Text by Banning Eyre
In January and February, I made my fifth visit to Bamako, Mali. It was the first time back in ten years, and I was there with Sean Barlow to research new programs for Afropop Worldwide. We were especially interested to see how musicians’ lives had been affected in the aftermath of tumultuous events in 2012 and 2013 – namely, a rebellion in the north, eight months of sharia law under which music was banned in northern cities like Timbuktu, Gao and Kidal, a coup d’etat in Bamako, French military action to restore the nation’s sovereignty, and fraught elections bringing a new, fragile civilian government to power.
The picture is complex, and in some ways, deceptive. On
the surface, one finds a lot of music for a country still under a State of Emergency. We attended three lively street weddings, with all the raucous music and ladies in their finest gowns and jewelry bestowing money on the entertainers – just as in happier times. Nightclubs were operating with live music playing gloriously until late on weekend nights.
There were two music festivals going on in Bamako. Kora maestro Toumani Diabaté launched the brand new Festival Acoustic de Bamako in the last week of January. For four nights in two different theatres, local acts like Songhoy Blues, Nahawa Doumbia and Toumani’s own Symmetric Orchestra shared the stage with international visitors, notably Tony Allen and Damon Albarn. Security was tight getting into the venues, but once the music started, the mood was light and festive. Many Malian artists were in the audience for these shows, and the sense of solidarity was palpable. This was the first time international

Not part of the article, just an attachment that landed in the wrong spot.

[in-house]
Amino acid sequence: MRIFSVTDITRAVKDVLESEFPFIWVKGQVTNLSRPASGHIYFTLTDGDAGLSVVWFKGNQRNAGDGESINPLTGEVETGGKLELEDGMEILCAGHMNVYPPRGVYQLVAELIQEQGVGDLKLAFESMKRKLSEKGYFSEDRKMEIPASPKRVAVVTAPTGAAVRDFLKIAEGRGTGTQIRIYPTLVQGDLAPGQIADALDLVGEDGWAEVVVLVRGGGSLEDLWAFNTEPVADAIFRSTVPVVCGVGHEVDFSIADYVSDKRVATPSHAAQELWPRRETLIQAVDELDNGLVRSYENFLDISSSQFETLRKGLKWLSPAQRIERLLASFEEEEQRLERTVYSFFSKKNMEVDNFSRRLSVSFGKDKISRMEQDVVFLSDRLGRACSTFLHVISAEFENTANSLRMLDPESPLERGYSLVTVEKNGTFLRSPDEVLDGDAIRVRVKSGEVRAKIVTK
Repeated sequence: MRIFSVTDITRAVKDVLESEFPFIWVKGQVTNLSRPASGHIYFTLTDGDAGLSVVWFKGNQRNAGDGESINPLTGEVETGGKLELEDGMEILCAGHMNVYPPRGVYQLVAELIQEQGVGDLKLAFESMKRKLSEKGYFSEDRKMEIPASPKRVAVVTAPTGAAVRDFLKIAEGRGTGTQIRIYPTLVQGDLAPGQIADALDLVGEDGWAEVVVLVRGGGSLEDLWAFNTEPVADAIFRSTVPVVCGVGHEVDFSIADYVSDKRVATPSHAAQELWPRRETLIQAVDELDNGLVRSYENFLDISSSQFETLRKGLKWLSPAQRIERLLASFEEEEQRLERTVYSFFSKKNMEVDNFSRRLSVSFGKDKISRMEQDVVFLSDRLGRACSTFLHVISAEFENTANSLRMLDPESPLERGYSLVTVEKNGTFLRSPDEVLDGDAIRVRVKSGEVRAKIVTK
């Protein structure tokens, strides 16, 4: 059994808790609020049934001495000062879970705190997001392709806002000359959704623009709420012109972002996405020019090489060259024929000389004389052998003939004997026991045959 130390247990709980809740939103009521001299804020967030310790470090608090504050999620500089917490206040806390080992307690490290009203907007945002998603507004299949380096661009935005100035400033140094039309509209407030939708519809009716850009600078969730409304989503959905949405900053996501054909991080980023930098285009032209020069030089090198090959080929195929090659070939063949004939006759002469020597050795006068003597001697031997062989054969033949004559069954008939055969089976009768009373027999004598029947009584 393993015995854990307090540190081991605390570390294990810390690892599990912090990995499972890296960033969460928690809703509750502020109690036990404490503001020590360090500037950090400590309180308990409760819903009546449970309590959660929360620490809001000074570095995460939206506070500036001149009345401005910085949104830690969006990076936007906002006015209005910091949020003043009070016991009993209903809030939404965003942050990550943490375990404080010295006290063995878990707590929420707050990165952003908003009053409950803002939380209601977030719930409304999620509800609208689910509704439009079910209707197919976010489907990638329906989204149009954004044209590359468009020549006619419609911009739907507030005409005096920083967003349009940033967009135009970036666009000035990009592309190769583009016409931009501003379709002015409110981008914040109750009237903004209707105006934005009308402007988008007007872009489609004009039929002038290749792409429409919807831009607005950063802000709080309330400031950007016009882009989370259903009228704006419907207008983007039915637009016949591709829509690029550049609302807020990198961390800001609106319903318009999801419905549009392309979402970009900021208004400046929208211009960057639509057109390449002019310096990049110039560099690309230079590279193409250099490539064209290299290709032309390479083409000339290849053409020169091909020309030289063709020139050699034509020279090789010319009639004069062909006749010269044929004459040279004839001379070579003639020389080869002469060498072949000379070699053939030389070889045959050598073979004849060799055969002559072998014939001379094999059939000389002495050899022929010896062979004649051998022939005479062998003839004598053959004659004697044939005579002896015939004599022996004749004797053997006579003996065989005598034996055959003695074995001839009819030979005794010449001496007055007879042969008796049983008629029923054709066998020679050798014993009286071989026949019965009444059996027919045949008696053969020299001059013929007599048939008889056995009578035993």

acts have played Bamako since “the crisis,” so the festival amounted to an important statement, and all involved seemed reassured by the success.
During that same week, the Festival Culturel Dogon – usually held up north in Dogon country -also went on in Bamako, with outdoor concerts by the Niger River lasting until around 2 am for four consecutive nights. From a security standpoint, this seemed a riskier proposition, but once again, the music was great – from Bassekou Kouyaté and Ngoni Ba, to rapper Master Soumi, northern guitar maestro Baba Salah and his band, and many, many others – the vibe was cool, and once again, there were no problems at all. The same was true the following week at the Festival sur le Niger in Segou, two hours north of Bamako. This beloved annual festival did scale back, confining concerts to the festival village, rather than the river barge stage used in prior years.
Experiencing this, you could come away with the feeling that all is well with Malian musical life. But there’s more to the picture, as we’ll see in Part 2 of this report (will be published by next week).